Some Southern New Hampshire University students forced suddenly into online classes at the outset of the COVID-19 pandemic say they saw a marked drop in the quality of instruction.
Citing that difference, one recent graduate is suing the university over the difference between online and on-campus tuition, in what could become a class action suit.
Southern New Hampshire University has refunded a portion of students’ room and board — as have other New Hampshire colleges.
But 2020 graduate Jumanah Awlia of Seabrook is suing the university for a partial refund of her tuition.
Attorneys representing Awlia wrote in the complaint, filed last week in U.S. District Court, that students like Awlia do not get the same experience online as they did on campus.
They argue the university should make up the difference between what it charges for on-campus tuition, and what it charges students who take classes online. Tuition for a semester on campus in Hooksett costs just over $15,000. The online equivalent of a full-time course load is $4,800 per semester.
“The online learning options being offered to SNHU students are subpar in practically every aspect, from the lack of facilities, materials, and access to faculty,” the complaint states. “The remote learning options are in no way the equivalent of the in-person education that Plaintiff and the putative class members contracted and paid for.”
“We are proud of our campus faculty’s successful transition to an online format to allow our students to stay on track with their academic programs during this global pandemic. As a national leader in online education, SNHU compiled and provided high-quality resources to support this transition not only to campus faculty here at SNHU, but to institutions across the country making the same transition, at no cost," the university said in a statement.
"Again, our faculty and staff went above and beyond to help our students finish the semester strong, and worked tirelessly to deliver the best SNHU experience possible given the extraordinary circumstances."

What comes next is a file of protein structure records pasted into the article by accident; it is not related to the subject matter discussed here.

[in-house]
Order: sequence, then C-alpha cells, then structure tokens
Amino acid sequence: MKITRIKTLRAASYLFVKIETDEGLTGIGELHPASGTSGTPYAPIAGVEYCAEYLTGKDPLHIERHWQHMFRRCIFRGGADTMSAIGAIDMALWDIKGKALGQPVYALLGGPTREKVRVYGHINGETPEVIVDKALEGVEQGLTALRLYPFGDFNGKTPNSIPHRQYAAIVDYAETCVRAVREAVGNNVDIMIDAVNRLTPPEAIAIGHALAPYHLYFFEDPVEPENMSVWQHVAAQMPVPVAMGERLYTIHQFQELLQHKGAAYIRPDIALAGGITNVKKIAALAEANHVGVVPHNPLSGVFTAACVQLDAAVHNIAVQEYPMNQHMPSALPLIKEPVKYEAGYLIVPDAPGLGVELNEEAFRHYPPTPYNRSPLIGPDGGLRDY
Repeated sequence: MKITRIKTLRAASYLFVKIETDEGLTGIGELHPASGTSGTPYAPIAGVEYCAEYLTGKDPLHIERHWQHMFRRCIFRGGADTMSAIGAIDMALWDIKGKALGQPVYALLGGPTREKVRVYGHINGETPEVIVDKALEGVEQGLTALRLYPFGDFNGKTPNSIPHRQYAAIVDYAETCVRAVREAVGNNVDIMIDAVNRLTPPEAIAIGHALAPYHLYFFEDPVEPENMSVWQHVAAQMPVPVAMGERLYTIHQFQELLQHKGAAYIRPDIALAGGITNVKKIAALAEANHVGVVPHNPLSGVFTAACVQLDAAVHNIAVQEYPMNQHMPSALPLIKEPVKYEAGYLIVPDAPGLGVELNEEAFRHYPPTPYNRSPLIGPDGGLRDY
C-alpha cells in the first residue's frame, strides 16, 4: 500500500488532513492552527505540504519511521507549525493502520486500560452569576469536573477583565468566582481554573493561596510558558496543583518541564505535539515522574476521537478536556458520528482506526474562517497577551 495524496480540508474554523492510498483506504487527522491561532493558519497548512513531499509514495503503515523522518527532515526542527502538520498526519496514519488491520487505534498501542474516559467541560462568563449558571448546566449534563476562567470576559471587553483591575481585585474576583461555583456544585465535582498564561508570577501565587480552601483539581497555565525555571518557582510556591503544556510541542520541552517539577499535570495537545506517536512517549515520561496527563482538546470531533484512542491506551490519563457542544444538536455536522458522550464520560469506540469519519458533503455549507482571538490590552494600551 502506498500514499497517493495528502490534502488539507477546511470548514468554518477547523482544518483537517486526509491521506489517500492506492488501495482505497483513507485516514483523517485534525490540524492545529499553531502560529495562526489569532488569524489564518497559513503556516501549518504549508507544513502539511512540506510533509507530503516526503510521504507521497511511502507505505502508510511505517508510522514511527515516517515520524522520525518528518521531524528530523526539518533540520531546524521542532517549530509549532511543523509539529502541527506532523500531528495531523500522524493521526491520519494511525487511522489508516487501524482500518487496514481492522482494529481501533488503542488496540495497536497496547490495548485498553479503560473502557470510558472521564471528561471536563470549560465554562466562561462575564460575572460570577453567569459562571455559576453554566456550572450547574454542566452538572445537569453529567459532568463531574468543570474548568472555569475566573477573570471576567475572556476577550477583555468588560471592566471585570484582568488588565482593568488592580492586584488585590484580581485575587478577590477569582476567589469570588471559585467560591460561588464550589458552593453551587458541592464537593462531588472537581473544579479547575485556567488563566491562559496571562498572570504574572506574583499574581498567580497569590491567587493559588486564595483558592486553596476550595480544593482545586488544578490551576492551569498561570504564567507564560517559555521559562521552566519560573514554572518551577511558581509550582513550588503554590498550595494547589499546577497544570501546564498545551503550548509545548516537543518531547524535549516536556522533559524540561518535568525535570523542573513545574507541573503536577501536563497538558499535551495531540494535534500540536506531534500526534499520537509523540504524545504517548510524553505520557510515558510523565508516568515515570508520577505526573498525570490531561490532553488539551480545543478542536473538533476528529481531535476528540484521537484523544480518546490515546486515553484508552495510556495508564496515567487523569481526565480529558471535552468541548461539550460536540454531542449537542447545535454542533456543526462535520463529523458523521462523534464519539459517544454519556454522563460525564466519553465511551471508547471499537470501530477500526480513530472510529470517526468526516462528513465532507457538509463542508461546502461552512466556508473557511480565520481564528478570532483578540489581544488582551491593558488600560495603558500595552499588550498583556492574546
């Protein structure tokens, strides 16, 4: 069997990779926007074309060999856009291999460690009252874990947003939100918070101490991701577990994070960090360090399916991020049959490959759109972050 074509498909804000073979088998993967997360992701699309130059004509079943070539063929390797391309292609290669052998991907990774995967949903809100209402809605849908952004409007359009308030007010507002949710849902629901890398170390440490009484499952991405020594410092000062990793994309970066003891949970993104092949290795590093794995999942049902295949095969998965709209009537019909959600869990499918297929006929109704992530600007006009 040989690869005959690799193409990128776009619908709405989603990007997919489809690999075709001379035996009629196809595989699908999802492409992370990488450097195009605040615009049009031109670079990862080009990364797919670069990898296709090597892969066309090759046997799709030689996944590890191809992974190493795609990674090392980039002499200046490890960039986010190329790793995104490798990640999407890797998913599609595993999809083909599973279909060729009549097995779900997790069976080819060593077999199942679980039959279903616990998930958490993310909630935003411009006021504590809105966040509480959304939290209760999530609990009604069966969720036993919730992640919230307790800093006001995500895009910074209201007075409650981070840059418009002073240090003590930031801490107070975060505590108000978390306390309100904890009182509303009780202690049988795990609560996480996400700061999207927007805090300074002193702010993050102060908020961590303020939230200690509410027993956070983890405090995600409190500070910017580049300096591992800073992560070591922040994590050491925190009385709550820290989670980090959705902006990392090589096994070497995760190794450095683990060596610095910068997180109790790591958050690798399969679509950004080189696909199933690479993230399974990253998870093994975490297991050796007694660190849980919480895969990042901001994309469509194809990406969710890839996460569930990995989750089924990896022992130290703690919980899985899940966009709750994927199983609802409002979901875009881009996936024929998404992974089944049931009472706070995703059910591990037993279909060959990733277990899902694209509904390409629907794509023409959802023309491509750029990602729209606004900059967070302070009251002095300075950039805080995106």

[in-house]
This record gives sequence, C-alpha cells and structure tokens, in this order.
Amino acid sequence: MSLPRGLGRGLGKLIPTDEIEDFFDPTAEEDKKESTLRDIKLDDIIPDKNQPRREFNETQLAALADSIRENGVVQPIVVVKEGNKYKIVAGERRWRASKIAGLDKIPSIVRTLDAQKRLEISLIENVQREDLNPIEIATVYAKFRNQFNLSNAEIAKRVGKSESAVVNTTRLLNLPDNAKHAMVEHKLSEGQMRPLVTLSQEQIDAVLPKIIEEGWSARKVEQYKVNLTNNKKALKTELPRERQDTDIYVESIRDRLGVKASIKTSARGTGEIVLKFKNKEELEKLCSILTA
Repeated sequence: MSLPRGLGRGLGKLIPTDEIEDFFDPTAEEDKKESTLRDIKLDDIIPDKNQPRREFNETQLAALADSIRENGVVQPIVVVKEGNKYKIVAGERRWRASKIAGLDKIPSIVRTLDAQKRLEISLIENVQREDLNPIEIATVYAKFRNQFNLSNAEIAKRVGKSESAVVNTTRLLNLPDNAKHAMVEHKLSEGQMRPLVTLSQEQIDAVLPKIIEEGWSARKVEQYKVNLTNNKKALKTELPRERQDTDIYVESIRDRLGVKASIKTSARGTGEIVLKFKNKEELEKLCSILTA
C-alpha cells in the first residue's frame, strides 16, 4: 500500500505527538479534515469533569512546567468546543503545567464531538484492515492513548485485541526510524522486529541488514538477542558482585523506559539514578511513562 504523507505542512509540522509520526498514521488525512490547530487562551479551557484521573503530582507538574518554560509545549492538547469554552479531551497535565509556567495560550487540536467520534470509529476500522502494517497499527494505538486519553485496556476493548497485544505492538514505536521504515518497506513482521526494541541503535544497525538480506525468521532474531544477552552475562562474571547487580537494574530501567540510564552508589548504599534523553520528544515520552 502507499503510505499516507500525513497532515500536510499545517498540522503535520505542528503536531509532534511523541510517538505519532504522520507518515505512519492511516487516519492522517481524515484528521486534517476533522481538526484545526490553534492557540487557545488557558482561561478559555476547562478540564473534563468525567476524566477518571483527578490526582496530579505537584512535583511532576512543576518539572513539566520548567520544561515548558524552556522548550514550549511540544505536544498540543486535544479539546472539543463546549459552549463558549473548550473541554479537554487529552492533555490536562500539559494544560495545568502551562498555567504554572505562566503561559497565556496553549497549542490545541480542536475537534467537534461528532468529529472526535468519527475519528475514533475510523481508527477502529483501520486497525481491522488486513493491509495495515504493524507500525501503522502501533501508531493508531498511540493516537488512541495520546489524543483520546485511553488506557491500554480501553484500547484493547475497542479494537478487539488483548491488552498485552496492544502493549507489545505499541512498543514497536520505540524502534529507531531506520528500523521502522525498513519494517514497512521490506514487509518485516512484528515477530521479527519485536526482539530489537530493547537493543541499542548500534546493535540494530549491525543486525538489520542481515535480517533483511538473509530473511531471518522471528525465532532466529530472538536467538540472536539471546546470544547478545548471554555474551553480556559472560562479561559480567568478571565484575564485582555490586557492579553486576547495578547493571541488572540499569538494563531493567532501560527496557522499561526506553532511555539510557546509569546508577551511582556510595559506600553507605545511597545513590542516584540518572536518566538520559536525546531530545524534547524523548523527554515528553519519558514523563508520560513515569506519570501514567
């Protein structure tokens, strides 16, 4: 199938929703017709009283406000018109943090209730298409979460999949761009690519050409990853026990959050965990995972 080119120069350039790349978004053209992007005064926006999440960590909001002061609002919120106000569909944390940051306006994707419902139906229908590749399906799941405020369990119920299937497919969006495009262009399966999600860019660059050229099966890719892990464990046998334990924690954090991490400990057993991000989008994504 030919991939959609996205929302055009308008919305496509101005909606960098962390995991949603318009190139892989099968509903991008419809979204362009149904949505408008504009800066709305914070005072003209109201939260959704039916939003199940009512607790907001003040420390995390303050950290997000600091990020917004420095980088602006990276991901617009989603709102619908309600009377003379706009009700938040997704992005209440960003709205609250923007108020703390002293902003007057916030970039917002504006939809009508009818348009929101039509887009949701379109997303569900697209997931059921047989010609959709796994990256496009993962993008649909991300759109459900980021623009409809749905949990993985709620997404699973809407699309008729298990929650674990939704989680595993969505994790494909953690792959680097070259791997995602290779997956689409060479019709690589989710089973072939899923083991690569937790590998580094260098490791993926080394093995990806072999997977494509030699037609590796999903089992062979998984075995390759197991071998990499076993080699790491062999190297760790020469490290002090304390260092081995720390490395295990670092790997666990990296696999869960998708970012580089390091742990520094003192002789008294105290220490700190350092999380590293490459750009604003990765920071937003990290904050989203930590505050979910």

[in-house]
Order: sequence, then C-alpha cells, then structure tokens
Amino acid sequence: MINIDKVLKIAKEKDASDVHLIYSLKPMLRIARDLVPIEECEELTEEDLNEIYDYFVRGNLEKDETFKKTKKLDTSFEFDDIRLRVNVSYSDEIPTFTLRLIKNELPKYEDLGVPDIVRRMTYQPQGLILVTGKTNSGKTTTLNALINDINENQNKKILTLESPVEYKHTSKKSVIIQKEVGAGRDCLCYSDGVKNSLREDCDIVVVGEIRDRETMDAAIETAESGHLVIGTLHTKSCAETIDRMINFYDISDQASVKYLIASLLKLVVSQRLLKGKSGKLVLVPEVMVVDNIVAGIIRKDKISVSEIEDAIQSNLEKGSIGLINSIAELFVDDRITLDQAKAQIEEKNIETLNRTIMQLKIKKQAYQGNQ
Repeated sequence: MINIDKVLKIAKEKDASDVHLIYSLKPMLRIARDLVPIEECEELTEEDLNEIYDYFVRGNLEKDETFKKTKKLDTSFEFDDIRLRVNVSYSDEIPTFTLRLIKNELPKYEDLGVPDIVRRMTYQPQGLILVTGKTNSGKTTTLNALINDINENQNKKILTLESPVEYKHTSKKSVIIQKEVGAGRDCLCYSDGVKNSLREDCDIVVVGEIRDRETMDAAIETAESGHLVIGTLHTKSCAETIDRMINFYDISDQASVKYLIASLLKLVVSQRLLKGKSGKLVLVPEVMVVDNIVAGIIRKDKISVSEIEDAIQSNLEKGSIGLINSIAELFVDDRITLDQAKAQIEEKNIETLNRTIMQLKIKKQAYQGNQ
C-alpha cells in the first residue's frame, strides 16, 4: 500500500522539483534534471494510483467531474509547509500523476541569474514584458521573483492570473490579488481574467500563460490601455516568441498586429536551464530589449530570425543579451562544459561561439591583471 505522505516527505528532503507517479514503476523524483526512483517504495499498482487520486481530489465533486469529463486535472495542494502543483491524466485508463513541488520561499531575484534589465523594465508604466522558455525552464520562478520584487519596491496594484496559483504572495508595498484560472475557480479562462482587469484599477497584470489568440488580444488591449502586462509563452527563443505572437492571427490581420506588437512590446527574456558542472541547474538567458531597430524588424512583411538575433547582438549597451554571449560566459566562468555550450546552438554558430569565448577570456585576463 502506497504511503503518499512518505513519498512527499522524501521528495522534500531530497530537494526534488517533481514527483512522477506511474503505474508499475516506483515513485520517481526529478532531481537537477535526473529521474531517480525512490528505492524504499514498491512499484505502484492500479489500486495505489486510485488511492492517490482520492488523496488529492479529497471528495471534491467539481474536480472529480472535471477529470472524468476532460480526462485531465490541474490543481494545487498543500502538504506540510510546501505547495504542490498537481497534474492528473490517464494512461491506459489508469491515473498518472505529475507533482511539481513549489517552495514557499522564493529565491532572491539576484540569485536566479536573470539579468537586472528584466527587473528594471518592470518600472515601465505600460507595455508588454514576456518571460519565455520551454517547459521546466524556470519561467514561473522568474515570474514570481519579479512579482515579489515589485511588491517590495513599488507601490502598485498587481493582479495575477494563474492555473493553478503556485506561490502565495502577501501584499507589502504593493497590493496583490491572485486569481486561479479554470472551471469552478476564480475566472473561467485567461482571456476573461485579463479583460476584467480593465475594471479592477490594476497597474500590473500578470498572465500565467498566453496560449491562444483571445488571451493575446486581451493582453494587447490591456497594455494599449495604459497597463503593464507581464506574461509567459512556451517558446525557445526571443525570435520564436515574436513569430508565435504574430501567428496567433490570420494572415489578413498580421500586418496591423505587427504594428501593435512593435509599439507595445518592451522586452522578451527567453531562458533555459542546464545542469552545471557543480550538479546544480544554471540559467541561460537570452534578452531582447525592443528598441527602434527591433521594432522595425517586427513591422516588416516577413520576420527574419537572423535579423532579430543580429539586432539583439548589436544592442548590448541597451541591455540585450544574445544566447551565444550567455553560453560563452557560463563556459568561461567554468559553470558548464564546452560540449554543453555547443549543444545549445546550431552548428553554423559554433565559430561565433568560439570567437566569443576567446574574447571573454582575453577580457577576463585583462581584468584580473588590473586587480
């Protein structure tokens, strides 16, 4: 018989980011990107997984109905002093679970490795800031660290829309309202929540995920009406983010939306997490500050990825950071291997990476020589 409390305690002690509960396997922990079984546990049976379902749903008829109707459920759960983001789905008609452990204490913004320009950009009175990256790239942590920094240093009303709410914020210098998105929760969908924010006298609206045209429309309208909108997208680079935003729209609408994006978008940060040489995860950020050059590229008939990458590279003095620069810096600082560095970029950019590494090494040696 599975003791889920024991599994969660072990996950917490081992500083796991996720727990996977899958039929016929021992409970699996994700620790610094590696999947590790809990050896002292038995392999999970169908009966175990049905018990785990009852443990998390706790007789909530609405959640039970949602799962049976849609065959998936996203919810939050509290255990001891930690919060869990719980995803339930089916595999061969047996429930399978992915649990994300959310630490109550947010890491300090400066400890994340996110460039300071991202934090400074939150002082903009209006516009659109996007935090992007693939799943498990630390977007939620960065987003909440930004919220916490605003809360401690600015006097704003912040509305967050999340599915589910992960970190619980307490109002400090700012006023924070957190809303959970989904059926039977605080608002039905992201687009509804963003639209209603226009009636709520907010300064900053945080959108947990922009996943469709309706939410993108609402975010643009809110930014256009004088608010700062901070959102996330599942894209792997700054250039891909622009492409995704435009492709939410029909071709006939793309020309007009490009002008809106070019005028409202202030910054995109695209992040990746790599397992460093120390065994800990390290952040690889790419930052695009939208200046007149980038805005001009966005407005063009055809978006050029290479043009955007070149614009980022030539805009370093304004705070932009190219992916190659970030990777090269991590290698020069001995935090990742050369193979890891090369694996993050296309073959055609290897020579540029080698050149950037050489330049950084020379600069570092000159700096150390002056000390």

The suit seeks damages not just for Awlia.
The lawsuit asks a judge to certify a “class,” or a group of people affected in the same way. In this case, that would be students who paid tuition to attend SNHU on campus in the spring 2020 semester. About 3,900 students attend SNHU on campus. The complaint estimates the “class” could contain thousands.
The lawsuit is one of dozens filed against colleges and universities across the country, including Harvard, Northeastern and the University of Rhode Island.
Many colleges refunded a portion of students’ room and board, but not tuition. For example, the University of New Hampshire is not planning to refund students’ tuition, the university officials said in April, because students who were attending classes at the Durham and Manchester campuses received instruction online.
Bethany Stuart-Vail just finished her sophomore year at Southern New Hampshire University, after transferring from Rivier University in Nashua.
“I feel as though I missed out on a lot of the education that I would have gotten if we were on campus,” she said Saturday.
Stuart-Vail said her professors never held Zoom lectures or discussions. She had to read through a PowerPoint presentation posted online and post in an online “discussion” forum similar to a thread of Facebook comments.
“The education I received was not worth the money they are currently charging, and although I did learn a few things, it was nowhere near what I would have learned on campus,” she said.
Her mother, Cheryl Stuart-Vail, said Bethany’s college classes seem less involved than the remote coursework her younger children are doing at Amherst Middle School and Souhegan High School.“You can’t just post information as a document, a PDF, and expect people to learn from that,” Cheryl Stuart-Vail said. “Being on campus and being involved in discussion, face to face with people — that is not the same education as being at home.”